Ambulances wasted 790 days waiting for patients at hospitals in Lincolnshire last year, new figures show.
Patients are expected to be handed over by the ambulance service within 15 minutes after they arrive at hospital, but the target is being badly missed.
The annual report by the East Midlands Ambulance Service (EMAS) revealed that they had lost 72,132 hours to handover delays.
EMAS said that they had lost 18,971 at hospitals across Lincolnshire alone.
Brian Jaffrey, paramedic and ambulance operations manager for Lincolnshire, said: “When our ambulances are waiting to hand over patients at hospitals they are unable to respond to 999 calls.
“Subsequently, patients in the community can experience a delayed response to their 999 call until we have an available resource.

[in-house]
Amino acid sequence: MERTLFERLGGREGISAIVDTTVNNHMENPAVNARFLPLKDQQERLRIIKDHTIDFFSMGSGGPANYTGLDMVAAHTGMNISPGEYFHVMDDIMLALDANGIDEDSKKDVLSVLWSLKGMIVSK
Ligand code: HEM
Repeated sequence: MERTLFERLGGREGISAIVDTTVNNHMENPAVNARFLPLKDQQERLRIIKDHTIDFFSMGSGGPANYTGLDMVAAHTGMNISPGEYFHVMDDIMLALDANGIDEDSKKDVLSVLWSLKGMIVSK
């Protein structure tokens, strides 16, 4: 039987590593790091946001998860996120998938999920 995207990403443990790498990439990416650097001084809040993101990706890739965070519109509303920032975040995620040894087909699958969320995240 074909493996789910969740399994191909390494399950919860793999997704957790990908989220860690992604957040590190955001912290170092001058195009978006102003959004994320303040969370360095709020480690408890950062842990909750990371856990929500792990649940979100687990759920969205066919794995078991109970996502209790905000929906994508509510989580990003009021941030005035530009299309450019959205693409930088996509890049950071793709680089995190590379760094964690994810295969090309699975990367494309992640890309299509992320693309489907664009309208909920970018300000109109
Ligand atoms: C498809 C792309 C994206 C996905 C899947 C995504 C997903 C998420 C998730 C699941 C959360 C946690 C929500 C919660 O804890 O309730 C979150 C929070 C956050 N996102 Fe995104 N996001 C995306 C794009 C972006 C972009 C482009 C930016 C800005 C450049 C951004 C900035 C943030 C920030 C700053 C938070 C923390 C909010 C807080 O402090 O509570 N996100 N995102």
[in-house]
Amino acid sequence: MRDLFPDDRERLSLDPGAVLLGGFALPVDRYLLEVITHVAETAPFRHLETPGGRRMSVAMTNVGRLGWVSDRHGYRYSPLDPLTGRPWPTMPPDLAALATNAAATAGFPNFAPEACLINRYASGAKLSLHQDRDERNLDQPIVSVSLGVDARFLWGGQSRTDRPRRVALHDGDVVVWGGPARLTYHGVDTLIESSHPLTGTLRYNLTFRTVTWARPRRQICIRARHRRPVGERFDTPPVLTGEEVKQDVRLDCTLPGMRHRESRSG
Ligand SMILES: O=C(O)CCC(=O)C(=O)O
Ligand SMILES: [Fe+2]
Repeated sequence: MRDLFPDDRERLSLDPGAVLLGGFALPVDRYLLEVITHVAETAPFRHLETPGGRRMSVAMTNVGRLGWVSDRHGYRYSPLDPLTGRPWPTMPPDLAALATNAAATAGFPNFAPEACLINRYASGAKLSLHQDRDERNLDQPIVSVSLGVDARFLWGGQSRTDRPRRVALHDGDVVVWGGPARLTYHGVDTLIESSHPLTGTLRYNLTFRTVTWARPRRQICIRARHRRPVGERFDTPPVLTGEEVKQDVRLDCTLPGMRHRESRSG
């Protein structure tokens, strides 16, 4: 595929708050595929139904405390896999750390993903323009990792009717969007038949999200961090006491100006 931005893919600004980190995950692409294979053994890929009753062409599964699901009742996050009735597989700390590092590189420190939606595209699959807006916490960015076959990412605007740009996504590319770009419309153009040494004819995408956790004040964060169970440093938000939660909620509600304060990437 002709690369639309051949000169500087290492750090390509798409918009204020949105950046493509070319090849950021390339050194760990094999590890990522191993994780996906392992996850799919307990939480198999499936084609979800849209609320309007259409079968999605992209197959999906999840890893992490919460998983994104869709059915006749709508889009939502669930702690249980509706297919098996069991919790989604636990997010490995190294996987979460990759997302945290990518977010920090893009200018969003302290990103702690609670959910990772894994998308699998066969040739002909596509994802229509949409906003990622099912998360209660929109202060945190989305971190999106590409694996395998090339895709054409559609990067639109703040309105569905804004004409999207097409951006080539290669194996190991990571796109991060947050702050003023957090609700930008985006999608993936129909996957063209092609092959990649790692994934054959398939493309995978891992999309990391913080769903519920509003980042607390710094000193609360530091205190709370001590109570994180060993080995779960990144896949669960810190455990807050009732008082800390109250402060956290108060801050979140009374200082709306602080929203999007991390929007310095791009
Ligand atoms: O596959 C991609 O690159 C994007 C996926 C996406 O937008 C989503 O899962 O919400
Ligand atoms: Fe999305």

“We continue to work with our NHS and social care partners, including our partners across Lincolnshire to improve the welfare of our patients and the patient’s experience.”
Handover delays are also believed to have an impact on ambulance staff wellbeing, morale and sickness levels.
Michelle Harris, deputy director of operations urgent care in Lincolnshire, said: “At times when our A&E departments get extremely busy we can run out of space, which means ambulance crews have to wait until they are able to safely hand patients over to us.
“We are working closely with our colleagues at East Midlands Ambulance Service and NHSi to look at where we can improve our handover response times.
“This includes a trigger point which alerts EMAS to send an operational lead to the A&E to assist with releasing the crews so that the ambulance crews can return to supporting emergency calls as quickly as possible. We are already seeing a benefit from this measure.”